Normally the gun is a separate object, to lower the poly count of the skin mesh, the gun is parented to a palm bone, there is no need for the gun to have a bone.

The pouches can be added as physic bodies.


Pose your character in a aiming pose then correct the rotation of the gun, parent and it should now be ready to aim.


If you plan on using Unity you should capture the animation and delete IK bones before export.


When I passed over to Blender I got myself a copy of the "Blender foundation book", I think it is a bit dated however it should still apply to most things in Blender. The Blender master class is more of a general 3D book than focused on Blender.



To aim at run time you tweak the rotation of the torso bone, you should also have a rotation animation that can be used when the target moves more than 90 degrees.

Exporting the animations as NLA animation will allow blending in engines like Unity and Unreal when exported as .fbx

#5295683 Low poly game model creation pipeline

Posted by Scouting Ninja on 08 June 2016 - 03:00 PM

Cliping means two meshes intersecting each other, when 3D modeling there is no need to keep it all one mesh.(Unless you want to print the model)




Here you can see a blue mesh and red mesh cliping into each other.

I used to be one of those artist who attempted to keep every thing a single mesh. It doesn't always result in better quality, takes a very long time to make and makes for a complex unworkable mesh.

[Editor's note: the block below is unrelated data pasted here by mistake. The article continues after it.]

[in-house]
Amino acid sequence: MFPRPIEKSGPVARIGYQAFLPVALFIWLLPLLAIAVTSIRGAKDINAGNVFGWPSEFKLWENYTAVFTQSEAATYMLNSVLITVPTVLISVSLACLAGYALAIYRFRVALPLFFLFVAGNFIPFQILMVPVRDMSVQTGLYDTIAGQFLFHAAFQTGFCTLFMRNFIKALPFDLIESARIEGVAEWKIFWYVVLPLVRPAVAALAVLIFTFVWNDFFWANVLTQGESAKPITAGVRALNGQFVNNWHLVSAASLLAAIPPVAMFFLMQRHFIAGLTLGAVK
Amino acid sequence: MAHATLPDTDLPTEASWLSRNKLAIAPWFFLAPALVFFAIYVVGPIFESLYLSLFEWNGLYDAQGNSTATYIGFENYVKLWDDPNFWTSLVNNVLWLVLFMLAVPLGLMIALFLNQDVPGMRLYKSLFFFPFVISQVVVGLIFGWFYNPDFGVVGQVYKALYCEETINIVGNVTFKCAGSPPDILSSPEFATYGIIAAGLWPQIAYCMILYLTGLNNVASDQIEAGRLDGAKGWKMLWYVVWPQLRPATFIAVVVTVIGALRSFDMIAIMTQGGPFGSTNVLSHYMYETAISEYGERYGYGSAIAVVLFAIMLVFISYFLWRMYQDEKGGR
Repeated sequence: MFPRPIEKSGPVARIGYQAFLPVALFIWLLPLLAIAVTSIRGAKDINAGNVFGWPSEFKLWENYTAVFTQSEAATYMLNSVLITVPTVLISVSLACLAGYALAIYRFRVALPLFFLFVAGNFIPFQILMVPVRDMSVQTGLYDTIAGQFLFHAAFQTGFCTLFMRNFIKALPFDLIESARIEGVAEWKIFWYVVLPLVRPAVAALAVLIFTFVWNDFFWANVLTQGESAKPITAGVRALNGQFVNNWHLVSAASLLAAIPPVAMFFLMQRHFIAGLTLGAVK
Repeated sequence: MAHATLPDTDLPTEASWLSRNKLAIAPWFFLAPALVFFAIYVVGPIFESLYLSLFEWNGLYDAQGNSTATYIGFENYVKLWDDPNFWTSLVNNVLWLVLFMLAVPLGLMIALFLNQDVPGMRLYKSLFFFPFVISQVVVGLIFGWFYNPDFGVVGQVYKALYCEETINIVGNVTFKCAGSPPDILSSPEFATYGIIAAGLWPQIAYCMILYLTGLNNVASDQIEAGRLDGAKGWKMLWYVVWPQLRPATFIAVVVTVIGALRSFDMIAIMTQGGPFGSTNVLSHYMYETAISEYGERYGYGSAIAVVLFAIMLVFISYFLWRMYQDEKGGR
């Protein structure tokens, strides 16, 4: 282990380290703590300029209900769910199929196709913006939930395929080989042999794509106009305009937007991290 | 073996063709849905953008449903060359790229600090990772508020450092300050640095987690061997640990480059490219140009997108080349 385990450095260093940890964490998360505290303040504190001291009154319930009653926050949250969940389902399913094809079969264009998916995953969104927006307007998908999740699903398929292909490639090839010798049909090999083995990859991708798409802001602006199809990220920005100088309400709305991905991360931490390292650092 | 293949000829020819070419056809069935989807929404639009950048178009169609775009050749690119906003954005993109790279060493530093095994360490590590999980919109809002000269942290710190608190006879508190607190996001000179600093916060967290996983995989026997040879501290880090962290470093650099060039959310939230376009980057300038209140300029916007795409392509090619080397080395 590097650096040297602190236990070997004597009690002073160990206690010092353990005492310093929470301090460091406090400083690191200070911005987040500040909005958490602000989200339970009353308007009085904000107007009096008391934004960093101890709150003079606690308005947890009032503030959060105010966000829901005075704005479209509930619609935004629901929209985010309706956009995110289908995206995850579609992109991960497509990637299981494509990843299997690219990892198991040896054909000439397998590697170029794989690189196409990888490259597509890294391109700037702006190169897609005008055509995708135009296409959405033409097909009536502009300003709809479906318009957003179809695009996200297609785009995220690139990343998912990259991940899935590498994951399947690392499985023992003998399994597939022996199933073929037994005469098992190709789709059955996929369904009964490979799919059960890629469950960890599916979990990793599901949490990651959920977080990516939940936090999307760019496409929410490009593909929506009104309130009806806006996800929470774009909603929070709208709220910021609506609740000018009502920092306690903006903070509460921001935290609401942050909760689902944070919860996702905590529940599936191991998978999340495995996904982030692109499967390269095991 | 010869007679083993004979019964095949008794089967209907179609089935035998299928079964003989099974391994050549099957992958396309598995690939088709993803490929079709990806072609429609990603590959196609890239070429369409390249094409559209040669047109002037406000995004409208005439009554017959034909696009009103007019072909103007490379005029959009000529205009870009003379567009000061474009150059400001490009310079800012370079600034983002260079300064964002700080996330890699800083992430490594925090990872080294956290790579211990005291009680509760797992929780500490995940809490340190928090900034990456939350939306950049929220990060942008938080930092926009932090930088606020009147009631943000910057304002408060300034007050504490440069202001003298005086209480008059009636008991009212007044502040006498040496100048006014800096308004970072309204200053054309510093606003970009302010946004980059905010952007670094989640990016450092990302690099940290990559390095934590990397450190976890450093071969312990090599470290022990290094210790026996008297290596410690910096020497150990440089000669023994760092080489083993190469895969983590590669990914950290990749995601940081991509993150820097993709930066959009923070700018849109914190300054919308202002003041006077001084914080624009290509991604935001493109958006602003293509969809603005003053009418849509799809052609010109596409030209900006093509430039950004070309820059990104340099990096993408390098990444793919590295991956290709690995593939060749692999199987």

The welding effect isn't always worth the time it takes to make it or you could use normal maps.

If the game is a first person shooter that will allow the player to walk upto the ship then consider the welding, however if it is a 3rd person game or strategy then the welding isn't worth the small amount of screen time it will get and most players wouldn't notice it and no one will miss it.

It's better to focus your time on bigger details.


Floats are loose geometry that "floats" in the air near the mesh when baking, you use your bais and range to bake them onto the mesh.




Here you can see that cliping doesn't work with holes. I then float the holes near a plane; I used a flat plane because I didn't want the angle baked some times you will want the angle so just go a head and bake it to the rounded piece. Last I use the baked normal map for the rounded piece producing a rounded part with holes, no need for complex topology.


You will want to make the UV before triangulating, with the mesh in quads you have half the faces and so half the work.


My own work flow is:



Here I make a quick "Block" model of what I want, deciding how it will work and how the topology and edge flow will be formed. Before making a model you must know exactly what you want to do.

Also here I take the time to work out my texel density.


Quick model.

This is a messy model that looks like the final model, it is here where I get feedback from the client or other artist.

Don't always have the time for this step.


High poly model.

Here I make the model exactly look the way I want, I don't fret over the topology of the high model because I will be making a lower poly model. It only has to look %100.

I skip this if the model is for mobile.


Low poly model.

Here I focus every thing on the topology and the way the mesh will work or animate.



I bake, copy, draw and fight for textures that look good.


Quality control.

If there is any time left over I will double check the model, it is rare that artist can make a model with no mistakes. You don't always have time for this step so use it when you can.